The surgical procedures used in the original BABA robotic thyroidectomy have been described in detail by Lee et al. (30). Earlier in our practice, we adopted the original BABA and later modified the original procedures used in this approach while treating more than 350 cases, including advanced cancers that required shaving of the RLN or bilateral lateral neck dissection. Herein, we describe our own modified BABA procedures.


The patient position is the same as that used in the conventional open procedure. For VM, we encircle the lower portions of the breasts below the nipple with an elastic band to lift the circumareolar sites, which serve as the trocar pivot points (Figure 2). Aseptic draping is applied to expose the anterior neck, bilateral axilla, and bilateral areolar areas. The operating table is then placed in the reverse-Trendelenburg position to approximately 20º–30º (25,31).

Figure 2 (A) Before applying bandage; (B) after applying bandage.

Some anatomical landmarks are marked, including the midline, thyroid cartilage notch, cricoid cartilage, medial borders of the bilateral sternocleidomastoid (SCM) muscles, superior borders of the bilateral clavicles, and four trajectory lines from each ipsilateral clavicle incision in the direction of the midportion of the cricoid cartilage (Figure 3). Approximately 100 cc of normal saline mixed with 3 mg/kg of 0.1% ropivacaine is then used to infiltrate the subcutaneous or subplatysmal layer of the flap dissection area with a 23-gauge spinal needle. We previously reported that infiltration of the flap sites with a ropivacaine-saline solution is a safe and effective method for reducing postoperative pain and postoperative analgesic consumption (32). Because the upper and mid-neck area flap is dissected sharply with robotic scissors, causing little pain, the pre-incisional injection is omitted in this area.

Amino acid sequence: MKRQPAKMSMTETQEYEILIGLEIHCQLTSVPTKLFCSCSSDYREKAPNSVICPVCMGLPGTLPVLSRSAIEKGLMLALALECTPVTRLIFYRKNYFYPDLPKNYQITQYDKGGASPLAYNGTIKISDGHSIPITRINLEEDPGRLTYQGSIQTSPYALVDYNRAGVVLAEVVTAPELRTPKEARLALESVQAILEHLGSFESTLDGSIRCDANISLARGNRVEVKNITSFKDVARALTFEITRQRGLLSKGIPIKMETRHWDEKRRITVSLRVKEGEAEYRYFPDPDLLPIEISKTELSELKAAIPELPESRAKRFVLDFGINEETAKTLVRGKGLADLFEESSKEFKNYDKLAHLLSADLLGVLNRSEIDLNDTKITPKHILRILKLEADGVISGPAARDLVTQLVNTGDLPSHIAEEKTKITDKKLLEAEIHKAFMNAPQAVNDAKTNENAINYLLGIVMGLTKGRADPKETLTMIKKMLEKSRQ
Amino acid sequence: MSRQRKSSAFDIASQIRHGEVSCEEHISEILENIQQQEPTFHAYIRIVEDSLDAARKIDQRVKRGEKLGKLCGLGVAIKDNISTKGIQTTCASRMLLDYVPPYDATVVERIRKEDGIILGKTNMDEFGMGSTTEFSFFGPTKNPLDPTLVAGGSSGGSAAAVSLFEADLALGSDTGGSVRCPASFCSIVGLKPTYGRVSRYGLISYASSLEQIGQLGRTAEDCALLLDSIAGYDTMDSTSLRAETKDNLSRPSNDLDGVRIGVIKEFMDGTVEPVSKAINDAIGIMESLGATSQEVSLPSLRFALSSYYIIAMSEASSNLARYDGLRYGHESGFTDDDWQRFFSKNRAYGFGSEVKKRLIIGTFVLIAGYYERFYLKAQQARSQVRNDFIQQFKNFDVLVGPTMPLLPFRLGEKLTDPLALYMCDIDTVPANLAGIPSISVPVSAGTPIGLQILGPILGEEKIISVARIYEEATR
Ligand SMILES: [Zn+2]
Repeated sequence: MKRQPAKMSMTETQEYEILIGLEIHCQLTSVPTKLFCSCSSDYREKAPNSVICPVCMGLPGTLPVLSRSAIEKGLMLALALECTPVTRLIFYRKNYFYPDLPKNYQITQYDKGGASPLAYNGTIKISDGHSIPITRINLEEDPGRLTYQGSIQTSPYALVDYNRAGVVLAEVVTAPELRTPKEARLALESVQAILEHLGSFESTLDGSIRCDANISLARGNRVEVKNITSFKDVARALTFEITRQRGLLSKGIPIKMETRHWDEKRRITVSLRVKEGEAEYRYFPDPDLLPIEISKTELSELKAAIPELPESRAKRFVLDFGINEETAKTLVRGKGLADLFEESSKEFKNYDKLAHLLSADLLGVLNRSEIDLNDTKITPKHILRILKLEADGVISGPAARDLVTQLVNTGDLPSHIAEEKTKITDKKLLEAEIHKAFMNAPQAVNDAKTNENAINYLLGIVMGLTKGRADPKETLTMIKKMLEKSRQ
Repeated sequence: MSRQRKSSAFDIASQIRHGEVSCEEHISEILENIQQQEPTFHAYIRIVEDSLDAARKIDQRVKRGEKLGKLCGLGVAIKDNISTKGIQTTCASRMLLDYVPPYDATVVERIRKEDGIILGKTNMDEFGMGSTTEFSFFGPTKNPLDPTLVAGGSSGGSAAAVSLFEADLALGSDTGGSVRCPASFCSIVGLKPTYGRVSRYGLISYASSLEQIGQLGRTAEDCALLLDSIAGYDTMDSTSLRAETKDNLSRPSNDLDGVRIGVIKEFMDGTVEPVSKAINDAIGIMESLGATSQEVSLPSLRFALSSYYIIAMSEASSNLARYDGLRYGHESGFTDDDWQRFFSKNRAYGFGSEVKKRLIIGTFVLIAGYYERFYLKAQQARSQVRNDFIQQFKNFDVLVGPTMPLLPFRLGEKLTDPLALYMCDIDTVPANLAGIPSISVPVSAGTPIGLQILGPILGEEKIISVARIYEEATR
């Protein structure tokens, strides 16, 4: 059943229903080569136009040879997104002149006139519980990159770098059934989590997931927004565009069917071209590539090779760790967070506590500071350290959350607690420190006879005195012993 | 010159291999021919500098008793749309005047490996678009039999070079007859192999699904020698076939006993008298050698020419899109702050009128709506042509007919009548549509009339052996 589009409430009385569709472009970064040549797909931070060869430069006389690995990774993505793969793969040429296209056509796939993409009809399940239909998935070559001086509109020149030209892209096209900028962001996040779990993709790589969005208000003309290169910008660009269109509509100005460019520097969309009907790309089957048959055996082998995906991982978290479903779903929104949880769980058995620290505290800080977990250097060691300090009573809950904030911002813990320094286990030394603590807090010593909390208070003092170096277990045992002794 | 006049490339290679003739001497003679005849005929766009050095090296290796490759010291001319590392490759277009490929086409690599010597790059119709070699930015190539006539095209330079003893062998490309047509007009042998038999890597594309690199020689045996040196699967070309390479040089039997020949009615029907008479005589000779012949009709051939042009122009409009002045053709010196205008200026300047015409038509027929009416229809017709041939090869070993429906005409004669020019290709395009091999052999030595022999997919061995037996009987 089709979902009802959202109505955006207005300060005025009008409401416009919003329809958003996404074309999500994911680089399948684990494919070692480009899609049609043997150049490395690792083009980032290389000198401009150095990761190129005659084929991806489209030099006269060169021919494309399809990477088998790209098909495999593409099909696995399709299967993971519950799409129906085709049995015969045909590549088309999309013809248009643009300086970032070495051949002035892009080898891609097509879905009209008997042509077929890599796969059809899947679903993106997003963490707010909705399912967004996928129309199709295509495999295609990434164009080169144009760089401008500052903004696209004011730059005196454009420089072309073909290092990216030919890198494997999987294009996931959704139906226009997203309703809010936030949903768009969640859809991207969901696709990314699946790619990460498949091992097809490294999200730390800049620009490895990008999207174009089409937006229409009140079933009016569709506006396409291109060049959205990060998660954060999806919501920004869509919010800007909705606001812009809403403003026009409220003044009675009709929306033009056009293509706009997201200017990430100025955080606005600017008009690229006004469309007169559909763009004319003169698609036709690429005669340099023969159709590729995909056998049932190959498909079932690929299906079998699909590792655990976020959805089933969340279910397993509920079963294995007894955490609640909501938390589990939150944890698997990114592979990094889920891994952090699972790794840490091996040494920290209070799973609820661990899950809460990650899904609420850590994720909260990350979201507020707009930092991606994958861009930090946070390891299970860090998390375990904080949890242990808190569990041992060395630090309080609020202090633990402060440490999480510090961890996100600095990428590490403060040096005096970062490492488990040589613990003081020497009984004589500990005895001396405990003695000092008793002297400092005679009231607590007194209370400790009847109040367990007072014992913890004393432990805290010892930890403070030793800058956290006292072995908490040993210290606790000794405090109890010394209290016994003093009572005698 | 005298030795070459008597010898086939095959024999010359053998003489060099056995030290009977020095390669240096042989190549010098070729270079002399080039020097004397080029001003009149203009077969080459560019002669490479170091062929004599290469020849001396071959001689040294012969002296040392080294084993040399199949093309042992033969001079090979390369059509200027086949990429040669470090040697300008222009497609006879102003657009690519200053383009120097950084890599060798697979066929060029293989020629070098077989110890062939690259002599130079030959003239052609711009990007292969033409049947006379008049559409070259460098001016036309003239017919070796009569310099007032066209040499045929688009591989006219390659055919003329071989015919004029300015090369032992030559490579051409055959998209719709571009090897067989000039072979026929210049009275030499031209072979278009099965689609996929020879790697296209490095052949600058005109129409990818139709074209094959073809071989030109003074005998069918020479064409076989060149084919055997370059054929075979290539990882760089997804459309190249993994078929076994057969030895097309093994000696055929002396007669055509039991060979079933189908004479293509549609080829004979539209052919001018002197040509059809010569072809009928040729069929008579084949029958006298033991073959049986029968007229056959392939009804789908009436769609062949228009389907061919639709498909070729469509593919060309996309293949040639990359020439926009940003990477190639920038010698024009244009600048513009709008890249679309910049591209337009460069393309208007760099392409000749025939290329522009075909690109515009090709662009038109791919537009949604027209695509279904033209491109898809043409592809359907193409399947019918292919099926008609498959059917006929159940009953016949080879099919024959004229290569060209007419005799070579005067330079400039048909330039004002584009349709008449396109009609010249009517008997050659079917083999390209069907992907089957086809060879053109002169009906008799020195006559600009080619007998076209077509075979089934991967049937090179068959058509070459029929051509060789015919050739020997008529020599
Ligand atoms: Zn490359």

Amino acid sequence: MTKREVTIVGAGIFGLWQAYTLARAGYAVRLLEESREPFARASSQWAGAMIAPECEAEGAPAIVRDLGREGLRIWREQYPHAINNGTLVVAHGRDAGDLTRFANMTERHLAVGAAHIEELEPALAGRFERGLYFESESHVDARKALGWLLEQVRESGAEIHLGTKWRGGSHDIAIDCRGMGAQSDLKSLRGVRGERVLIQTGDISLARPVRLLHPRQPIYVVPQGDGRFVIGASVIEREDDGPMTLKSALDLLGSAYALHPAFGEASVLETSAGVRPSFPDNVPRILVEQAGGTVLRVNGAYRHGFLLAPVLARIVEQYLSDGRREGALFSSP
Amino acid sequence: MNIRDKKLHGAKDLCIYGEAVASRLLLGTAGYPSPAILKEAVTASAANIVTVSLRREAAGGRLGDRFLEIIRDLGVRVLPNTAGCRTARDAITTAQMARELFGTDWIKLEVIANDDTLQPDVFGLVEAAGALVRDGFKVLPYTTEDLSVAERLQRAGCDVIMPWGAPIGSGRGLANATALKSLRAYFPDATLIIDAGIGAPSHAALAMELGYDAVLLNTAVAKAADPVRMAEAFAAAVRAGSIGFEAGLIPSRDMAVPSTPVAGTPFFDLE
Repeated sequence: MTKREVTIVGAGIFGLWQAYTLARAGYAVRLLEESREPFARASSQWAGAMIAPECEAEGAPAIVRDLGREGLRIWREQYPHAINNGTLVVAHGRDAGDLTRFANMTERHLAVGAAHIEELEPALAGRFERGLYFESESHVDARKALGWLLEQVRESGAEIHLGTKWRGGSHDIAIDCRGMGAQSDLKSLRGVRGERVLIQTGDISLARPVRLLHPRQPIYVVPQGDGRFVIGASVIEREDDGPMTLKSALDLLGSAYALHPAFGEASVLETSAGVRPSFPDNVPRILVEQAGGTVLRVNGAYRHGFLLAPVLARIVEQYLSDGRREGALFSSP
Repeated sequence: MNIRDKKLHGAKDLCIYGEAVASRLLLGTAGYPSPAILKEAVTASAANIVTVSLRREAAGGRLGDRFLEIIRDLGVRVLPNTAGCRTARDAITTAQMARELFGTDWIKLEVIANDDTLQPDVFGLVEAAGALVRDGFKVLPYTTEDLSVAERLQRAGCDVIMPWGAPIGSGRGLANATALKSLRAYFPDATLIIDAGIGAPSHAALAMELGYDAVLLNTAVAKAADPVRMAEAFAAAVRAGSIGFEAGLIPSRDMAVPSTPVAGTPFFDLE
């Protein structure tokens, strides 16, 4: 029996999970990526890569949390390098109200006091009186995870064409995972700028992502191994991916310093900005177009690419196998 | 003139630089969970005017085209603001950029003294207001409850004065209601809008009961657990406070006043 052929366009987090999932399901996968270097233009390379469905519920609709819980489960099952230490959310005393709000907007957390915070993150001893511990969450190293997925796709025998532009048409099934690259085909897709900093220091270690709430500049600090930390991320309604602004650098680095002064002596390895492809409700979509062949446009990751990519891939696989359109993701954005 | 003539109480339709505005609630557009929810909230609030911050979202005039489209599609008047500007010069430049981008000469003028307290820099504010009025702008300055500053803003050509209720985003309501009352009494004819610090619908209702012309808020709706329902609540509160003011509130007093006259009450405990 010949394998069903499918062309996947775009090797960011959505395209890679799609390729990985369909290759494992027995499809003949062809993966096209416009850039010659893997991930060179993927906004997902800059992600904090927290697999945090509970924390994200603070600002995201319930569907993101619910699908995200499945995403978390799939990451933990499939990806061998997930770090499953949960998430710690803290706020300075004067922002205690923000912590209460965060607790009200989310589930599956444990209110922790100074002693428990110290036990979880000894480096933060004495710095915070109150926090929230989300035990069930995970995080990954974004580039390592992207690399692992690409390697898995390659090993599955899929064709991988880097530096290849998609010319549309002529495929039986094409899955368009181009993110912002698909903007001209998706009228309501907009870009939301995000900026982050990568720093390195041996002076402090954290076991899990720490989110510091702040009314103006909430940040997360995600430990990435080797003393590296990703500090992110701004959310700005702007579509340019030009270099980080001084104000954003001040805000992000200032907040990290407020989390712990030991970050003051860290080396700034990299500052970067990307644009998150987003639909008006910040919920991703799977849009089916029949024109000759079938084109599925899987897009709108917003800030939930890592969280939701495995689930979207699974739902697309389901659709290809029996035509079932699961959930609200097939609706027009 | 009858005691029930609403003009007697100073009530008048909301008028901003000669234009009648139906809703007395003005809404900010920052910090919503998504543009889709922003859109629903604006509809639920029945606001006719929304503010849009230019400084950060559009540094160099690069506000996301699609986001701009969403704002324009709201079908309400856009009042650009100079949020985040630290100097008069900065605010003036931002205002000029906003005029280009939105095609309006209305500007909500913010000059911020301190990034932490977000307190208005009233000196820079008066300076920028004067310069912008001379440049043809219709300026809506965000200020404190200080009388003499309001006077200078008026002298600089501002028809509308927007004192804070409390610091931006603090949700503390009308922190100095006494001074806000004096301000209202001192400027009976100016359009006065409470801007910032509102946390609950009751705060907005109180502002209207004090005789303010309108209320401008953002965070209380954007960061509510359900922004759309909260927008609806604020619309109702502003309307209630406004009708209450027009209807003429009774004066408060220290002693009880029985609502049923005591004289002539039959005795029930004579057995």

Figure 3 Anatomical landmarks. SCM, sternocleidomastoid.

Skin incision and tunneling

A 12-mm-long right circumareolar incision is made for camera port, in addition to three additional 8-mm-long incisions (Figure 3). In male patients, the camera port and first arm trocar site are moved slightly upward from the circumareolar lesion because VM via circumareolar incisions is very difficult in male patients. These locations are approximately 7–10 cm below the clavicle, as the distance from the trocar tip to the pivot point is approximately 7 cm. After making the skin incisions, subcutaneous narrow trocar tunnels are carefully generated from the circumareolar incisions to just beyond the ipsilateral clavicles with straight mosquito forceps, followed by a vascular tunneler. A long Kelly hemostat may be used instead of a vascular tunneler. Next, a 12-mm camera port is inserted through the right breast incision, and an 8-mm port is inserted through the left breast incision. CO2 gas at a pressure of 8 mmHg insufflates the working space through the camera port. After making a small space in the lower neck area with ultrasonic shears, 8-mm axillary trocars are inserted along the axillary trajectory lines.